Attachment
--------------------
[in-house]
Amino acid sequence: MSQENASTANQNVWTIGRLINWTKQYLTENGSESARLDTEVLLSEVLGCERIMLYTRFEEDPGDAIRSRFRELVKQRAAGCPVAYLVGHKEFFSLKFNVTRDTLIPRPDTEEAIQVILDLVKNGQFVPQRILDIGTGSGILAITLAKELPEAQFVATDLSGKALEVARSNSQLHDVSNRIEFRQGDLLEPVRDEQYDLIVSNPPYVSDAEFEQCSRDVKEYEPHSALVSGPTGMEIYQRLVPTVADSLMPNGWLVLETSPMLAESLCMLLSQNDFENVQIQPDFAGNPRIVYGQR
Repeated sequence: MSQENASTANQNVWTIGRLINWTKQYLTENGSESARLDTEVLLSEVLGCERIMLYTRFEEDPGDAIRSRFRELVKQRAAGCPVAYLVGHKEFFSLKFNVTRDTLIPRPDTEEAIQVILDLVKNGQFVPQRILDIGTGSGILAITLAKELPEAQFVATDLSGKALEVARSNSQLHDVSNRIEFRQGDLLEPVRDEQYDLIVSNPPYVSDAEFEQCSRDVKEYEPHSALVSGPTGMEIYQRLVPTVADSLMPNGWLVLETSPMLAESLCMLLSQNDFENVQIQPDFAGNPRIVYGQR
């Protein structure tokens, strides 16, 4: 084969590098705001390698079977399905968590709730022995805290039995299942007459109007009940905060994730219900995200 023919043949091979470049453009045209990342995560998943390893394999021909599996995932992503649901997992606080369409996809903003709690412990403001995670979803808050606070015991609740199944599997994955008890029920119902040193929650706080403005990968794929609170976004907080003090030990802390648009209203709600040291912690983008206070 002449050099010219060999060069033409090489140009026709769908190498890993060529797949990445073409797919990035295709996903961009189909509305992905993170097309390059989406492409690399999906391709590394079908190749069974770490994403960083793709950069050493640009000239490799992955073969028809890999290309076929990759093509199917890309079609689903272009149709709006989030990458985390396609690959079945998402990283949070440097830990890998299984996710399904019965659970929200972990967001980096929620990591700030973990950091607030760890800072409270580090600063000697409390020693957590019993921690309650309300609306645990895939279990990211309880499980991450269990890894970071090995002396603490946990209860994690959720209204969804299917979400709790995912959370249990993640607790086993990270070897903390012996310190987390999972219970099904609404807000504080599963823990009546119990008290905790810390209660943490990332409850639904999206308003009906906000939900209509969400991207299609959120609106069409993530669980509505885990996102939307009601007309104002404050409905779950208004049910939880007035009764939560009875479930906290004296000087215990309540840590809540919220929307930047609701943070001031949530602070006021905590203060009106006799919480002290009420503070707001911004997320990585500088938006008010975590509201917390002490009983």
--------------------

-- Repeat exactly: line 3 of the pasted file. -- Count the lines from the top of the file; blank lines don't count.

Repeated sequence: MSQENASTANQNVWTIGRLINWTKQYLTENGSESARLDTEVLLSEVLGCERIMLYTRFEEDPGDAIRSRFRELVKQRAAGCPVAYLVGHKEFFSLKFNVTRDTLIPRPDTEEAIQVILDLVKNGQFVPQRILDIGTGSGILAITLAKELPEAQFVATDLSGKALEVARSNSQLHDVSNRIEFRQGDLLEPVRDEQYDLIVSNPPYVSDAEFEQCSRDVKEYEPHSALVSGPTGMEIYQRLVPTVADSLMPNGWLVLETSPMLAESLCMLLSQNDFENVQIQPDFAGNPRIVYGQR